Villalba made headlines during the session with HB 1009, a bill he authored, that passed, allowing schools to employ an armed school marshal to protect campuses.

The meeting is 6:30 p.m. Tuesday at Texas Land & Cattle Steakhouse, 3130 Lemmon Ave.

—  Anna Waugh

Log Cabin condemns Harris Co. GOP official for implying gays are pedophiles

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Log Cabin Republicans is angered at the Texas GOP, and especially the Harris County Republican Party, for the gay-baiting and hateful treatment of a precinct chair applicant.

Christopher Busby, vice president of the Houston chapter of Log Cabin, had an interview in April with the county party for a precinct chair vacancy after his application last summer went missing.

But Busby was asked outlandish questions about gay issues, whether he supports pedophilia and sex education for young schoolchildren because he is a Log Cabin member. He was denied the position, which remains vacant. Harris County Republican Party Vacancy Committee member Terry Lowry was the person who continued to insinuate Busby’s connection to LCR meant he supports pedophilia.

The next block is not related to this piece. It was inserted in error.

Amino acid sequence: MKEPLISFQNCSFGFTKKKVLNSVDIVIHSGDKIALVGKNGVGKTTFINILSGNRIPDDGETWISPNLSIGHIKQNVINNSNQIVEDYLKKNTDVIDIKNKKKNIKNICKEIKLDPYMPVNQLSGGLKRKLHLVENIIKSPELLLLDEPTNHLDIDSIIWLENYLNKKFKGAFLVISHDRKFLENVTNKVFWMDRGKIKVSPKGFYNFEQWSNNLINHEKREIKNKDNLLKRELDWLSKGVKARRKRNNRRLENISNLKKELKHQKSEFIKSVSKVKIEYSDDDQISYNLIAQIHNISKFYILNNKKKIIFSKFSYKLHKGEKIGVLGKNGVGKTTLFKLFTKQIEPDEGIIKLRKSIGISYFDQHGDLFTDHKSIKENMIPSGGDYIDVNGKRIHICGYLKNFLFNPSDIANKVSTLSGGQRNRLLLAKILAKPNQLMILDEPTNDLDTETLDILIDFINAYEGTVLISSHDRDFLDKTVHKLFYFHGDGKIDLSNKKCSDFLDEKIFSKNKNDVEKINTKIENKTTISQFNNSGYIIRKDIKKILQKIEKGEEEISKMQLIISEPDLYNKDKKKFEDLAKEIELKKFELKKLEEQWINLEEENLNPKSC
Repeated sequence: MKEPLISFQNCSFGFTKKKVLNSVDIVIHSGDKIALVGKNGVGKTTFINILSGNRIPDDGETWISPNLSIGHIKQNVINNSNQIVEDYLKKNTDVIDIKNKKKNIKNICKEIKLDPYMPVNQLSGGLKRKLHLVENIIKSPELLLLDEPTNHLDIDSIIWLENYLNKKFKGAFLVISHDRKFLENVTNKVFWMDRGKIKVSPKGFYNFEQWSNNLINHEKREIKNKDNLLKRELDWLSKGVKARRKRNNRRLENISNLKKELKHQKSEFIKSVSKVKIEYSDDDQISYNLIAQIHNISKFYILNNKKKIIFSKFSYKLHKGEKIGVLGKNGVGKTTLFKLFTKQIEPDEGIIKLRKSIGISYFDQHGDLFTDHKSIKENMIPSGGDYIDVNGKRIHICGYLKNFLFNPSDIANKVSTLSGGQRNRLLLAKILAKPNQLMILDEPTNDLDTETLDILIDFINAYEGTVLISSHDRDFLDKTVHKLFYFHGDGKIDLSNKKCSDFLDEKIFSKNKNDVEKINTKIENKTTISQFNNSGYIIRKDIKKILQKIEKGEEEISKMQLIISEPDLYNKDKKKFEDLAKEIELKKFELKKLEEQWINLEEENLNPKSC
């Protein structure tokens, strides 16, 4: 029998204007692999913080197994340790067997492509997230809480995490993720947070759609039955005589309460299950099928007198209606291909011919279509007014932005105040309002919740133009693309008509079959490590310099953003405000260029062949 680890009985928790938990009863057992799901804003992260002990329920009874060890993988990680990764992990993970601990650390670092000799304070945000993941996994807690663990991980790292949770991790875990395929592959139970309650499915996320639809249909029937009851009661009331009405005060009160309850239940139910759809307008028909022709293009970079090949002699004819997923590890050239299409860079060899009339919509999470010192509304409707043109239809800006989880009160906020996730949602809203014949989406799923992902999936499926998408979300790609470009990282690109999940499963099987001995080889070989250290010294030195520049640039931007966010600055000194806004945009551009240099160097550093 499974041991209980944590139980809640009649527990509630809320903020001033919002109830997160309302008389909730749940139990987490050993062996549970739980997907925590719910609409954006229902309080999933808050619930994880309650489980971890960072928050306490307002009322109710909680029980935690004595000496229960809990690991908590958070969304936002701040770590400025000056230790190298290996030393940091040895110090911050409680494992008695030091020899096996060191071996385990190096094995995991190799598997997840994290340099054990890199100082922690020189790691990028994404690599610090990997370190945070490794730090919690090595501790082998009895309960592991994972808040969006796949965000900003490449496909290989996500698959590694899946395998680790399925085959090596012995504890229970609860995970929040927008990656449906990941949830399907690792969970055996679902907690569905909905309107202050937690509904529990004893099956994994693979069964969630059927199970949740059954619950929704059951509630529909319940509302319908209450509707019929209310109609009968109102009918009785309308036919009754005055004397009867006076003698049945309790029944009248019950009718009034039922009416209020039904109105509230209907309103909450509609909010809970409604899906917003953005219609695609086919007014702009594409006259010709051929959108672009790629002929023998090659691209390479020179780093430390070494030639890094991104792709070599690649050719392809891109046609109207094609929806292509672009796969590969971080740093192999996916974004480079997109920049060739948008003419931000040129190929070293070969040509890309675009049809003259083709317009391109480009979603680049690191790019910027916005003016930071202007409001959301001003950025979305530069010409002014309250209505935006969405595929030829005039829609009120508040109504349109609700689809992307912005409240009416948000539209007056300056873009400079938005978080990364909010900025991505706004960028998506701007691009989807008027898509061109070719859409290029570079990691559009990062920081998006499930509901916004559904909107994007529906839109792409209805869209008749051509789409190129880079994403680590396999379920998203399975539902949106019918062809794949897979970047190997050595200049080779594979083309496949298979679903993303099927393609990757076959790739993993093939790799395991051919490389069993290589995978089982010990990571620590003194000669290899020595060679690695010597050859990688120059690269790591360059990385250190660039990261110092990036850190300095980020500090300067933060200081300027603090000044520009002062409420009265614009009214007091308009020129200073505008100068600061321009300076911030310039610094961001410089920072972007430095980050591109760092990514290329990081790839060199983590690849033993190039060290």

“Since learning about this outrageous incident last week, the Log Cabin Republicans National office has attempted to work in good faith with the Harris County Republican Party, the Texas State Republican Party, and the Republican National Committee on this issue, but our best efforts to secure a simple condemnation of Terry Lowry and his mind-boggling ignorance were met with hand-sitting,” LCR Executive Director Gregory T. Angelo said in a statement.